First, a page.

Frequently bought together
Customers who bought this item also bought
|1. The Golden Age|
|2. Paper Tiger|
|3. Guess I'm Doing Fine|
|4. Lonesome Tears|
|5. Lost Cause|
|6. End Of The Day|
|7. It's All In Your Mind|
|8. Round The Bend|
|9. Already Dead|
|10. Sunday Sun|
|11. Little One|
|12. Side Of The Road|
Drawing from hip-hop, folk, psychedlia, pop, rock and experimental, Beck defined himself as a warped poet in the '90s. Always changing and evloving his moods, Sea Change is a prime example of the singer/songwriters evolution within his craft. The finest example of Beck's talents as a singer, songwriter and musician. Finally the long awaited double Vinyl LP!
Beck is bummed. Really bummed. And if song titles such as "Lost Cause," "Lonesome Tears," "Already Dead," and "Nothing I Haven't Seen" don't make the point, his achingly sad lyrics and Sea Change's unerringly downcast sound do. While 1998's Mutations--arguably the singer-songwriter's masterwork and Sea Change's spiritual cousin--was filled with unflinching self-examination, moments of levity were found in songs like "Tropicalia." Not so on Sea Change. Beck's woozy, almost narcoleptic delivery seems to amplify the set's sense of ennui. But sad isn't necessarily bad, and despite the somber tone, there's much to praise, not the least of which is the return of producer Nigel Goderich (Mutations, Radiohead) who wraps Beck's gloom in a dreamy, warm blanket of soft strings and floating bleeps and gurgles. Like Daniel Lanois, Goderich is all about vibe, and even Beck's most bare-bones songs benefit from billowy atmospherics. That's especially true of "Paper Tiger," a restless, slowly building epic improbably propelled by a languid orchestra and Beck's expressionless drone. The inky black feel of "Round the Bend"--a glacially slow dirge with muffled vocals--may be the darkest thing Beck's ever written, not counting the very grim "Already Dead." Whatever's going on in Beck's world, at least we know he's purging, which, all things considered, may be better for his soul than ours. --Kim Hughes
What other items do customers buy after viewing this item?
Top Customer Reviews
The reissue is excellent pressed on 2LP quality vinyl. The Golden Age and Paper Tiger are just plain strange and interesting tracks. Paper tiger could have been recorded on Beck's home system with that cool little drum intro. Then troubling sounding violins kick in which adds a whole new interesting dimension to the song. The chorus of Paper Tiger is sort catchy. Lonesome Tears starts with a cool little drum intro and also makes great use of violin arrangements.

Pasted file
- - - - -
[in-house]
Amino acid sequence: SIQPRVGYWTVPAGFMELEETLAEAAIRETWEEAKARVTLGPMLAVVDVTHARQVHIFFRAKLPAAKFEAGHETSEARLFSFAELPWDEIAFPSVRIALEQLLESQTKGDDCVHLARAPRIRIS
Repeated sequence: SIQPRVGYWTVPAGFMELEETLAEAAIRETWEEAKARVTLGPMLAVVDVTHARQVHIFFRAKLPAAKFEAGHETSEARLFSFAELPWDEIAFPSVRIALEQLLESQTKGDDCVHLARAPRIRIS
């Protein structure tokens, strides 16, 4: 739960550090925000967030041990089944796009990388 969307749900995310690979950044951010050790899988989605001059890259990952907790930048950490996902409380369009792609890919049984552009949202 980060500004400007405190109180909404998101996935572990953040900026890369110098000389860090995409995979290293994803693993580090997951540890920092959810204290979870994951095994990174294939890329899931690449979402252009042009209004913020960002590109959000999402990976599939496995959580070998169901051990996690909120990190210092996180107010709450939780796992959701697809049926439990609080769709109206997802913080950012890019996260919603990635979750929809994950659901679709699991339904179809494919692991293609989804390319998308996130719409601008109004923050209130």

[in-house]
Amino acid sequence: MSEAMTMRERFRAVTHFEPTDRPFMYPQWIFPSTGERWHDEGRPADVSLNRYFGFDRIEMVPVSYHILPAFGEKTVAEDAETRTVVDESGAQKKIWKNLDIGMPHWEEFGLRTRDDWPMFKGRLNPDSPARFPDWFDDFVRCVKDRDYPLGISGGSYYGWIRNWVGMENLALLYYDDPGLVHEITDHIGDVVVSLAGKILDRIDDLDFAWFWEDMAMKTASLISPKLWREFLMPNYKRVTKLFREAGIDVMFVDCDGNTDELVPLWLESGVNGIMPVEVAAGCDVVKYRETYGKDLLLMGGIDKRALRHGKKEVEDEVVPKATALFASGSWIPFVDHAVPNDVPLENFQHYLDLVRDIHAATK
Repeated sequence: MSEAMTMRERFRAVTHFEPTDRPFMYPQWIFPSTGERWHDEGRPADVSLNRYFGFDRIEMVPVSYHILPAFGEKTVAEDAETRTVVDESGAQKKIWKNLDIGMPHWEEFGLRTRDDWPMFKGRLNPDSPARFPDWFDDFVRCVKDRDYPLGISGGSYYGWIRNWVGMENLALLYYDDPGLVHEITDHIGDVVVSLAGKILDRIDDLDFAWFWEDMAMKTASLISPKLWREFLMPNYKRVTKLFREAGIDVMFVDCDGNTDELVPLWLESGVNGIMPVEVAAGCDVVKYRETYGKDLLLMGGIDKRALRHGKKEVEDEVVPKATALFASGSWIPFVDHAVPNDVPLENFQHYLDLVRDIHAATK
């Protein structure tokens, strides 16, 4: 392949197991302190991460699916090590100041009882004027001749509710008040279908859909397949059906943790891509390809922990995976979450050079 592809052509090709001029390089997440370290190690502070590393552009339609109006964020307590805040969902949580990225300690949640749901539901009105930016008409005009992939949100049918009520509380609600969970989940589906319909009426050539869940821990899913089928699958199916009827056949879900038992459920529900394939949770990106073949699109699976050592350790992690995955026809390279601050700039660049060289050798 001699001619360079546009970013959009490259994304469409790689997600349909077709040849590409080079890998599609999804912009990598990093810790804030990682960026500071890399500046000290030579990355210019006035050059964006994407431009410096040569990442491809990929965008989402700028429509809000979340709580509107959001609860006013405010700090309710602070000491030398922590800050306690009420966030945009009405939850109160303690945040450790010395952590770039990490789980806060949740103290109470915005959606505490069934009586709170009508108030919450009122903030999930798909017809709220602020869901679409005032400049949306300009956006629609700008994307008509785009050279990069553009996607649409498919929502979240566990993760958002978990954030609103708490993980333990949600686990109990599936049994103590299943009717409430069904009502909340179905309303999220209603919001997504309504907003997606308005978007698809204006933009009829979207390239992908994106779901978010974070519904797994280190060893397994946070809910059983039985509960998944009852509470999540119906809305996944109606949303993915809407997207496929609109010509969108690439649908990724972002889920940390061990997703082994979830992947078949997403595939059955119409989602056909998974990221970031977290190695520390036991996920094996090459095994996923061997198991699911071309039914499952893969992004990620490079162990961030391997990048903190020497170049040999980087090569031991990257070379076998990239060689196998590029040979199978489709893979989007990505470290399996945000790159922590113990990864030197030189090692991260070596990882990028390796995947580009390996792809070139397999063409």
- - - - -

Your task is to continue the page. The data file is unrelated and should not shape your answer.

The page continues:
This 2LP reissue is also not too expensive ($25.61 CAD + taxes on Amazon.ca), unlike the Mobile Fidelity LP which fetches over $500 these days. Beck's Midnight Vultures was more blatantly commercial but un commercial at the same time. The guitar playing on the this record coupled with Beck's melancholy voice sort of a throwback to Donovan or any great folk rock singer of the 60's and 70's sounds great. Beck's Guero album from 2005 is more like earlier Beck but also experimental. Beck's album Morning Phase is sort of a part II of Sea Change.
The track Already Dead features some very cool guitar pitch bending. Beck's vocals are influenced by Nick Drake amongst others I would think. The track Sunday Sun has that middle eastern feel Beck conjures up sort of like he recorded it on a caravan somewhere. You hear some of the middle eastern sounds in Paper Tiger as well with that heavy violin arrangement. Sunday Sun is a great psychadelic 60;s throwback tracking sounding sort of like it was influenced by Traffic's Paper Sun, sort a slower version. The track Little One could have been influenced by Nirvana considering how Beck sings this one; sounds like Cobain. The album closes with some great slide guitar and Fender Rhodes 73 action.
Sea Change is definitely worth checking out.
And that's what this is: wonderful. I bought this after falling in love with Beck's previous album, "Midnight Vultures" - the opposite of this album. While "Midnight Vultures" was loud and obnoxious (in a good way), "Sea Change" can be described by a title of his first album, 'Mellow Gold'. Sea change is a soft ride that ends up breaking your heart and lifting your spirits before it's through.
I read somewhere that this was inspired by a recent break-up from a long term girlfriend. You probably could have deduced that yourself if you listened to this album. With that said, this album is stunning and not emo goth kid "I hate my life" depressing fodder.
The emotion in this album is beautiful. This is due to the mix of Beck Hanson's monotone and deep voice and ambient backing music. Despite being criticized for that voice in the past, it works perfectly here. The flow and melody of this album is perfect for its type and no song seems misplaced.
I can't see anyone not liking this album. If you can accept that Beck varies his musical style with each record, you are sure to enjoy this album for what it is: unique and great in its own right. Remeber that you probably wouldn't be listening to "Sexx Laws" off 'Midnight Vultures' if a loved one just died. In the same way, your not going to be listening to 'Sea Change' while drinking beers with your friends.